Another obvious resource to land new business and maintain existing conventions is the new space acquired with the Riviera purchase.
“Our current clients are very excited about the opportunity to utilize the new space,” says Tull. “The structures on the 26-acre site are scheduled to be demolished in 2016. Once the property is cleared, it will be used for outdoor exhibits.”
Las Vegas’ largest convention — the ConExpo-CON/AGG show, which returns to Las Vegas in March, 2017 — has already leased the space to be used for outdoor exhibits. According to Tull, the organizers of CES are also interested in using the space in January, 2017.
With so many resources, there is never a favored or targeted industry for convention business; all industries are welcome. Las Vegas hosts top shows that touch about every sector of commerce, including: agriculture, automotive, aviation, communications, cosmetics, fashion, real estate and technology.
“One of the top attributes of Las Vegas for conventions is that our core business is hosting people and events,” says Tull. “So no matter the industry, the group is going to have a great experience.”
Several travel industry studies have shown that companies that invested the most on business travel during the recession grew faster than those that cut back and never returned to its previous level. Business travel is core to a successful corporate strategy and this is a strong selling point for the LVCVA.
“The outlook for business travel continues to brighten with U.S. companies feeling confident enough to invest in group meetings so there is intense competition to get that business,” says Tull. “Major convention cities — including Chicago, Houston, Orlando, San Francisco and Seattle — are investing billions into their convention centers to stay competitive. That’s why the Las Vegas Convention Center is so critical to this community to not only keep up with the competition, but to continue to propel Las Vegas forward as the number one convention destination.”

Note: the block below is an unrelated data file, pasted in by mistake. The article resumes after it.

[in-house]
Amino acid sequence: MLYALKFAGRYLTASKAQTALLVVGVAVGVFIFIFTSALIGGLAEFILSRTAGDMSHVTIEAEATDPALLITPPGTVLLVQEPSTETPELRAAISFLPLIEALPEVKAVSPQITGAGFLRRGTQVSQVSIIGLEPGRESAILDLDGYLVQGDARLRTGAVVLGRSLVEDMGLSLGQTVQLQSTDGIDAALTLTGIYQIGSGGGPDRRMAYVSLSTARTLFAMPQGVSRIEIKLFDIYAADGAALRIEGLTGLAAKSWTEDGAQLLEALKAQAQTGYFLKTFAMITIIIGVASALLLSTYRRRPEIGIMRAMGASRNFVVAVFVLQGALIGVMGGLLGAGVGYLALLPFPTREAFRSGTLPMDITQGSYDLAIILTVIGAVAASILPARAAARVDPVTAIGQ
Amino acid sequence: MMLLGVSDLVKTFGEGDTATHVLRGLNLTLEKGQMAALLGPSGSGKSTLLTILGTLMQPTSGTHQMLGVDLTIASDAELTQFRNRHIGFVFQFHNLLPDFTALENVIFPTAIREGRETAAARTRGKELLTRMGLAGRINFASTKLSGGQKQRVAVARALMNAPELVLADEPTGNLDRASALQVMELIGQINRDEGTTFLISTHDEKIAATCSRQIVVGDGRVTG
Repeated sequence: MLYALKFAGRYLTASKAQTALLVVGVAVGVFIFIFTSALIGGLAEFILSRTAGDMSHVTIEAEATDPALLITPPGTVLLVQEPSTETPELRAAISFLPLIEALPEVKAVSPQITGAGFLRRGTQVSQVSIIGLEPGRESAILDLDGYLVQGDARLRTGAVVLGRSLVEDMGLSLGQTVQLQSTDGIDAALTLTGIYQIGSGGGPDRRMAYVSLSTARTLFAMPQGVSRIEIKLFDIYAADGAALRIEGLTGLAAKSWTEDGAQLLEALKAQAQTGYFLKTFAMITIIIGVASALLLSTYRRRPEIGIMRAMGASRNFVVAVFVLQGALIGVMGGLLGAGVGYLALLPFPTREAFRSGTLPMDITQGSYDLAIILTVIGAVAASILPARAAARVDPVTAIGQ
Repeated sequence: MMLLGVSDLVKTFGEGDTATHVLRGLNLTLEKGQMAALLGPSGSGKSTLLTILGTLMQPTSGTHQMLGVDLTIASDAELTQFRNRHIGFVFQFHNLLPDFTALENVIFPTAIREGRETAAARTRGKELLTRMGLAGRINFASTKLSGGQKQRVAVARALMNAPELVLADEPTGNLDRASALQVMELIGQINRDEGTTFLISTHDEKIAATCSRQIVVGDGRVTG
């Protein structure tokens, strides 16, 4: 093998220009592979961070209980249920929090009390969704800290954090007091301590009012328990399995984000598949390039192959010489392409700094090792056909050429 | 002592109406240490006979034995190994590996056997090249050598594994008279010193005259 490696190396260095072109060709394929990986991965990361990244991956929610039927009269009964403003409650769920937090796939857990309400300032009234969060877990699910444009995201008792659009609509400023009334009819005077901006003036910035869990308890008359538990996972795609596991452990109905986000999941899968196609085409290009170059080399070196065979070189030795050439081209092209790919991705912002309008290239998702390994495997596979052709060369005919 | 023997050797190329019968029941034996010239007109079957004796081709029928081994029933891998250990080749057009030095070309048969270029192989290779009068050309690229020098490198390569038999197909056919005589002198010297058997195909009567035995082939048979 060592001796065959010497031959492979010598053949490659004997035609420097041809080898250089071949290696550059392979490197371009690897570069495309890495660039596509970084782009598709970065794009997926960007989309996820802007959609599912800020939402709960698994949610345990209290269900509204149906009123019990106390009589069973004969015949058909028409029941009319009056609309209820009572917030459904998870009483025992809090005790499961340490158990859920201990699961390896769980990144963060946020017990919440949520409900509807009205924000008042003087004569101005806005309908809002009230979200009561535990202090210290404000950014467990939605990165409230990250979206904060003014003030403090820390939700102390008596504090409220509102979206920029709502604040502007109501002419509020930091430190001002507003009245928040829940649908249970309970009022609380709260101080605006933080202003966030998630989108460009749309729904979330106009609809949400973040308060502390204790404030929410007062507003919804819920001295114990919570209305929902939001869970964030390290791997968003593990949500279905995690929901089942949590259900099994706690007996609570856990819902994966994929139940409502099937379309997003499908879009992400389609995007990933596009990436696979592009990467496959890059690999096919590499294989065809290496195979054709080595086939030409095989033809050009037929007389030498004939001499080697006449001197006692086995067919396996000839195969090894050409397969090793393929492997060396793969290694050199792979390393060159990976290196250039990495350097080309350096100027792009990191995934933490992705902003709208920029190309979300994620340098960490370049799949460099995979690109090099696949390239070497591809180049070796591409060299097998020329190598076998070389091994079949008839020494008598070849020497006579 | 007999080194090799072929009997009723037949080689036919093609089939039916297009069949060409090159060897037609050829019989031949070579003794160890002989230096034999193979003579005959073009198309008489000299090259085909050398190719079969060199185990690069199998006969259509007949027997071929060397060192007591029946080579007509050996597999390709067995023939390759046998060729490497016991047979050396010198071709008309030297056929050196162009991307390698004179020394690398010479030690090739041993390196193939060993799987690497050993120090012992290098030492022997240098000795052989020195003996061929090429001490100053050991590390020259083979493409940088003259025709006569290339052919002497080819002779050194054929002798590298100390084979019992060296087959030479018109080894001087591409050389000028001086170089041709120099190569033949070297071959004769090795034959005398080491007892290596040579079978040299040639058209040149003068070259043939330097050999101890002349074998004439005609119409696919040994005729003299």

In 2015, Las Vegas’ meetings and convention industry supports nearly 54,000 local jobs and has a $7.4 billion dollar economic impact. Those figures are expected to increase as plans to expand and renovate the Las Vegas Convention Center move forward.
These plans for expansion already take into consideration the changing demands of business travelers who are looking for more interactive experiences beyond the convention agenda including health and wellness and community involvement.
“Business travelers don’t want to be just attendees, they want to be participants,” says Tull. “Developing a compelling meeting experience will continue to be a top trend. There is more interactive play through social media, round table discussions or group activities, along with incorporating health and wellness. Las Vegas will continue to offer a variety of options through the vast network of restaurants, cultural locations, nightclubs, unique venues and outdoor spaces to create one-of-a-kind experiences for groups.”